FIRST and NI Announce New Robot Controller: Smaller, Faster, Super Rugged

National Instruments will provide FIRST teams with a brand new, and much more powerful, control system for their robots

2 min read
Students view next-generation embedded robotics control platform.

FIRST, the popular robotics competition created by Dean Kamen to foster science and engineering, is known to attract thousands of high school students who organize into teams to build robots that can drive around autonomously and shoot balls and discs to score points. Now the teams are getting a new controller that will let them design robots that are even faster, smarter, and stronger.

This morning at the FIRST Championship in St. Louis, FIRST (For Inspiration and Recognition of Science and Technology) and National Instruments announced a next-generation embedded robotics control platform. Codenamed Athena, the new controller is set to replace the current system, NI’s CompactRIO, in the 2015 season of the FIRST Robotics Competition (FRC).

Full technical specs are still under wraps. NI plans to unveil Athena at NI Week on 5-8 August, in Austin. But we spoke with Ray Hsu, manager of K-12 and academic partners programs for NI, to get some more details. Hsu says the new controller is not just an updated CompactRIO; it’s a new design, still based on the NI RIO architecture, but smaller, faster, and less expensive.

And, Hsu, adds, it’s also “super rugged.” That’s because one thing NI learned watching the FIRST teams using its controller is that, as Hsu puts, “Kids will do anything to it.” The controller gets dropped onto the hard floor; tiny metal shavings get into its modules; some teams have even left it in the rain. Athena is designed to better handle this abuse.

the CompactRIO controller

FIRST teams have been using the CompactRIO controller [pictured right] since 2009. A modified version was introduced in 2011. But last year, FIRST, based in Manchester, N.H., announced an open request for proposals for a new controller. The RFP included a host of requirements, based on four years of experience with the existing hardware and feedback from students and mentors. Several vendors submitted proposals, and in the end FIRST decided to stick with NI.

Another Athena improvement is making the system even easier to use. “We wanted to simplify things for rookie teams, to let them get a working robot very, very quickly,” Hsu says. At the same time, however, experienced teams want a more advanced, not a simplified, device. So NI had to make the system modular and expandable. In terms of software, teams will still be able to use LabVIEW, NI’s graphical system design software, to program their robot behaviors. Athena will also support C++ and Java.

As part of its partnership with FIRST, NI will donate the controller and LabVIEW for all existing and new FRC teams. FIRST and NI will start testing Athena next year in preparation to the 2015 season. What will those smart kids be able to do with an even faster, better controller? I guess the real question is, Is there anything they will not be able to do?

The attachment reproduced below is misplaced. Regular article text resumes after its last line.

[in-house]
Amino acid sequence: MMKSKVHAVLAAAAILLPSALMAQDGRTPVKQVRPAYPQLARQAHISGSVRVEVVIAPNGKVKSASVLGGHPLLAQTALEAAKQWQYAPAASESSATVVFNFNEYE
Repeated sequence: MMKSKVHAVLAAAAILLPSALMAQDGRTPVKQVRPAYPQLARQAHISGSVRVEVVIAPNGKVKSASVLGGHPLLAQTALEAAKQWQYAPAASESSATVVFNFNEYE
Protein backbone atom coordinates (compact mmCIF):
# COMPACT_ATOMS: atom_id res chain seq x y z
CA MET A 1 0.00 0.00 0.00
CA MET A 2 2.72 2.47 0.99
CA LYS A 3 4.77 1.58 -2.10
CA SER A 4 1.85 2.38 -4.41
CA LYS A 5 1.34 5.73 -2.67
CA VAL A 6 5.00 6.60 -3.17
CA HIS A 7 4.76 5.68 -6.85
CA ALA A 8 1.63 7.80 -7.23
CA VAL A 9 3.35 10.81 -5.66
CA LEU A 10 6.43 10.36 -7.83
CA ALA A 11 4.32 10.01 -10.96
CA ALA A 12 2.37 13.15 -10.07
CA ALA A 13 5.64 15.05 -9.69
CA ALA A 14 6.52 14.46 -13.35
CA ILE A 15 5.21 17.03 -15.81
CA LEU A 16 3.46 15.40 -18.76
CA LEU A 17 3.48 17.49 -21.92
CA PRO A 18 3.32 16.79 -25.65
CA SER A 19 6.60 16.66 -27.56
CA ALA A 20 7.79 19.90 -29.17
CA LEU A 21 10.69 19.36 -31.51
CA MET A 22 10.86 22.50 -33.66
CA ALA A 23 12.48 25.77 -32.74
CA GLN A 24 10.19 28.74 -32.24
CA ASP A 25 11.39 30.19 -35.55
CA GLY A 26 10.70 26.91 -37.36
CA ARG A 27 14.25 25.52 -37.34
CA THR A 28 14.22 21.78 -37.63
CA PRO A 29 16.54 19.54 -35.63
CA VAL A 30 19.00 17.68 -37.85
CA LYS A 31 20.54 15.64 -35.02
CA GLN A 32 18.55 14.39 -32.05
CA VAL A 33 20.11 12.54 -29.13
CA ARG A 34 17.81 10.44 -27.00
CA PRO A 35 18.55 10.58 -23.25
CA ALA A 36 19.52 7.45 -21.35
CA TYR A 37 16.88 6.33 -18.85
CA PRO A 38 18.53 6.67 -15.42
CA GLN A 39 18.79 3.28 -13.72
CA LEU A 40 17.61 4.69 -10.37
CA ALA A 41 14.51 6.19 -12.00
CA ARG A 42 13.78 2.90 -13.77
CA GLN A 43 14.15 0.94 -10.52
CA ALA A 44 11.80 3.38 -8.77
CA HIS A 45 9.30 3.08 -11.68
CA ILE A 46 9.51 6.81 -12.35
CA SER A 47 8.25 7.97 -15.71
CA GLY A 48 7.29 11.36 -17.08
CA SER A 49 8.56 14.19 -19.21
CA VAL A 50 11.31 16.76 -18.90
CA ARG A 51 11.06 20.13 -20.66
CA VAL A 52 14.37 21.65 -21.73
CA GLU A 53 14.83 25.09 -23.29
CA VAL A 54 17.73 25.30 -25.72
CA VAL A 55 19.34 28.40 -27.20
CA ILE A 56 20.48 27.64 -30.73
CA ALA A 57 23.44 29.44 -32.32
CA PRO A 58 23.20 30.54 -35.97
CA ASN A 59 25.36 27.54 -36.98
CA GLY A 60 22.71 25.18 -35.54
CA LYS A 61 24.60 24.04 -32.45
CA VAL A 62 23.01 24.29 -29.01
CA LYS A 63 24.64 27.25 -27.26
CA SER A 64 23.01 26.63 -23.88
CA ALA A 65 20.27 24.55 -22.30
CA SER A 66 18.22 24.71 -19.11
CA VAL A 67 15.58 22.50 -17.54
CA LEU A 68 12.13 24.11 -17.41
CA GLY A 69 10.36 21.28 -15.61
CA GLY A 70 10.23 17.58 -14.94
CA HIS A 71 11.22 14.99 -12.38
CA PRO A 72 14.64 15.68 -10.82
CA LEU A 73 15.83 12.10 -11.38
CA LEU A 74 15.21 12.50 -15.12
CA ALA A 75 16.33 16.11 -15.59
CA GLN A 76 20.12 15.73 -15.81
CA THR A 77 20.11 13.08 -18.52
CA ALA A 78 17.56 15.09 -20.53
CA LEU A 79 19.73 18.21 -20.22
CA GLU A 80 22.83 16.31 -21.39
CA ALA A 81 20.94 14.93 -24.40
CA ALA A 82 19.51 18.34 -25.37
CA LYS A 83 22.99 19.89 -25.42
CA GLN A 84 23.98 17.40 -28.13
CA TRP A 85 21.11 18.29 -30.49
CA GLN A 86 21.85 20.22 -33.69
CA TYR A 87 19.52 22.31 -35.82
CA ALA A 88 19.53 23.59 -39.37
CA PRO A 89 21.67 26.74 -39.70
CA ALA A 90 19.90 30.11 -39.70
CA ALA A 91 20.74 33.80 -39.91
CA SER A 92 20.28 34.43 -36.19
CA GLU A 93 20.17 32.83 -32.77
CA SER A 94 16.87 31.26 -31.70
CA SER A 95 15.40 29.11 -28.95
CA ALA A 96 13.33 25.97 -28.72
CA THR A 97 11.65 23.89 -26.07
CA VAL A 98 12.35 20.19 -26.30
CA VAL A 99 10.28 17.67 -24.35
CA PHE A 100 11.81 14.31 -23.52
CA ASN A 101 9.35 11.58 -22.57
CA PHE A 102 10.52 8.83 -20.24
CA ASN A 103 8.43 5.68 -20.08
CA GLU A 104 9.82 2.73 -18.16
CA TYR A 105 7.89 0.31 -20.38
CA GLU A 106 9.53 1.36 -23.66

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Robot with threads near a fallen branch

RoMan, the Army Research Laboratory's robotic manipulator, considers the best way to grasp and move a tree branch at the Adelphi Laboratory Center, in Maryland.

Evan Ackerman

This article is part of our special report on AI, “The Great AI Reckoning.

"I should probably not be standing this close," I think to myself, as the robot slowly approaches a large tree branch on the floor in front of me. It's not the size of the branch that makes me nervous—it's that the robot is operating autonomously, and that while I know what it's supposed to do, I'm not entirely sure what it will do. If everything works the way the roboticists at the U.S. Army Research Laboratory (ARL) in Adelphi, Md., expect, the robot will identify the branch, grasp it, and drag it out of the way. These folks know what they're doing, but I've spent enough time around robots that I take a small step backwards anyway.

The robot, named RoMan, for Robotic Manipulator, is about the size of a large lawn mower, with a tracked base that helps it handle most kinds of terrain. At the front, it has a squat torso equipped with cameras and depth sensors, as well as a pair of arms that were harvested from a prototype disaster-response robot originally developed at NASA's Jet Propulsion Laboratory for a DARPA robotics competition. RoMan's job today is roadway clearing, a multistep task that ARL wants the robot to complete as autonomously as possible. Instead of instructing the robot to grasp specific objects in specific ways and move them to specific places, the operators tell RoMan to "go clear a path." It's then up to the robot to make all the decisions necessary to achieve that objective.

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